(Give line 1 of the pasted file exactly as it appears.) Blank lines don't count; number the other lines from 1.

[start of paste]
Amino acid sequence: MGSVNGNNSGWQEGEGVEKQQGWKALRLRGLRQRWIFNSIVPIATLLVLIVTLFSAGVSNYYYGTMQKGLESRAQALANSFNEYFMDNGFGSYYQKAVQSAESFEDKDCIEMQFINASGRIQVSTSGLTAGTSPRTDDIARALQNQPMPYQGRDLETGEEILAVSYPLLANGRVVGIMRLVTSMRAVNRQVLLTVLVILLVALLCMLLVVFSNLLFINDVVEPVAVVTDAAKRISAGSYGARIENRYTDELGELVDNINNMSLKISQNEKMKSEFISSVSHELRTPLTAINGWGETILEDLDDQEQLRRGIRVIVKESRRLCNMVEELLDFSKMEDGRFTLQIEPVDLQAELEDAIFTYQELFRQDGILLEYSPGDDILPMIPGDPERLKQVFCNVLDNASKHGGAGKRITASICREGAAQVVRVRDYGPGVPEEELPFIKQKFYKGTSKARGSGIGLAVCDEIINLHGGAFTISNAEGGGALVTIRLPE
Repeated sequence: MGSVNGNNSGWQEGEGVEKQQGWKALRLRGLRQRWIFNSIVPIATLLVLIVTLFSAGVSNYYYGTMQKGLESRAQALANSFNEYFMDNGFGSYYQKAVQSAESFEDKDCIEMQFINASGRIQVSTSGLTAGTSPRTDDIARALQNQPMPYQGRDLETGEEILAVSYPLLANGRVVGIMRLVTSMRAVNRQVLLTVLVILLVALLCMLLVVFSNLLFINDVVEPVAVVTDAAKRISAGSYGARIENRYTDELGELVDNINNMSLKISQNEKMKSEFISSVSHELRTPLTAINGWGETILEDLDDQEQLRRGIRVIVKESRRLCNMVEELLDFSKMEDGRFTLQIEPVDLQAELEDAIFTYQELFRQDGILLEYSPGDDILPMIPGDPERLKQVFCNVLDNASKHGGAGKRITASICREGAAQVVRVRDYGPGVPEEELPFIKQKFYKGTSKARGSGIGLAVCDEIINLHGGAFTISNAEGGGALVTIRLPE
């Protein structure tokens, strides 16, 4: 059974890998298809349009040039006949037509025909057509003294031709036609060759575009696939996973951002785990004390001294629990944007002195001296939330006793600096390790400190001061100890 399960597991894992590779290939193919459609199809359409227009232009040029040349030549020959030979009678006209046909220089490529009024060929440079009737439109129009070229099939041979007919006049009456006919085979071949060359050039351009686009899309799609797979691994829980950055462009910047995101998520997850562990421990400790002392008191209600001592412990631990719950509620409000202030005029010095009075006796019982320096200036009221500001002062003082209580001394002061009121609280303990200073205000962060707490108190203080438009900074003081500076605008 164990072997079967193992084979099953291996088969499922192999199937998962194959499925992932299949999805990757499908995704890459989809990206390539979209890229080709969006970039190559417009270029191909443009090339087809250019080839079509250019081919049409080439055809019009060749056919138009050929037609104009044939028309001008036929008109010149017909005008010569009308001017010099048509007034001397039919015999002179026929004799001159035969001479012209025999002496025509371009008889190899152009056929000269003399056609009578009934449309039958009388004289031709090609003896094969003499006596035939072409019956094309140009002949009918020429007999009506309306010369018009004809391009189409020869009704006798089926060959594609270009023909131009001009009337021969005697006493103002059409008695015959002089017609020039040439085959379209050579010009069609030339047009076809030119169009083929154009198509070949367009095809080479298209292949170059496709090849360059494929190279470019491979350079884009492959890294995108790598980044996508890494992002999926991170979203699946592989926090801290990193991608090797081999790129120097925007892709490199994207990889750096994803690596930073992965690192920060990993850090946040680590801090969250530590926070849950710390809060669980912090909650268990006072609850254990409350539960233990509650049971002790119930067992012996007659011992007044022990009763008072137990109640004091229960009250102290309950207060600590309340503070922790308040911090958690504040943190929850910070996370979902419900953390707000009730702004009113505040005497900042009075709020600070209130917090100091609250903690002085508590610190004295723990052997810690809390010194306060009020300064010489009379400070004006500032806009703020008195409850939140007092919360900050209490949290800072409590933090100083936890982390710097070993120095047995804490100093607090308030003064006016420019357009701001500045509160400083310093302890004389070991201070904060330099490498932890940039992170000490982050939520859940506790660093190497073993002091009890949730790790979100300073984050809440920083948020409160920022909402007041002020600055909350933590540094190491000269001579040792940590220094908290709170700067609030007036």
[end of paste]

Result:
Amino acid sequence: MGSVNGNNSGWQEGEGVEKQQGWKALRLRGLRQRWIFNSIVPIATLLVLIVTLFSAGVSNYYYGTMQKGLESRAQALANSFNEYFMDNGFGSYYQKAVQSAESFEDKDCIEMQFINASGRIQVSTSGLTAGTSPRTDDIARALQNQPMPYQGRDLETGEEILAVSYPLLANGRVVGIMRLVTSMRAVNRQVLLTVLVILLVALLCMLLVVFSNLLFINDVVEPVAVVTDAAKRISAGSYGARIENRYTDELGELVDNINNMSLKISQNEKMKSEFISSVSHELRTPLTAINGWGETILEDLDDQEQLRRGIRVIVKESRRLCNMVEELLDFSKMEDGRFTLQIEPVDLQAELEDAIFTYQELFRQDGILLEYSPGDDILPMIPGDPERLKQVFCNVLDNASKHGGAGKRITASICREGAAQVVRVRDYGPGVPEEELPFIKQKFYKGTSKARGSGIGLAVCDEIINLHGGAFTISNAEGGGALVTIRLPE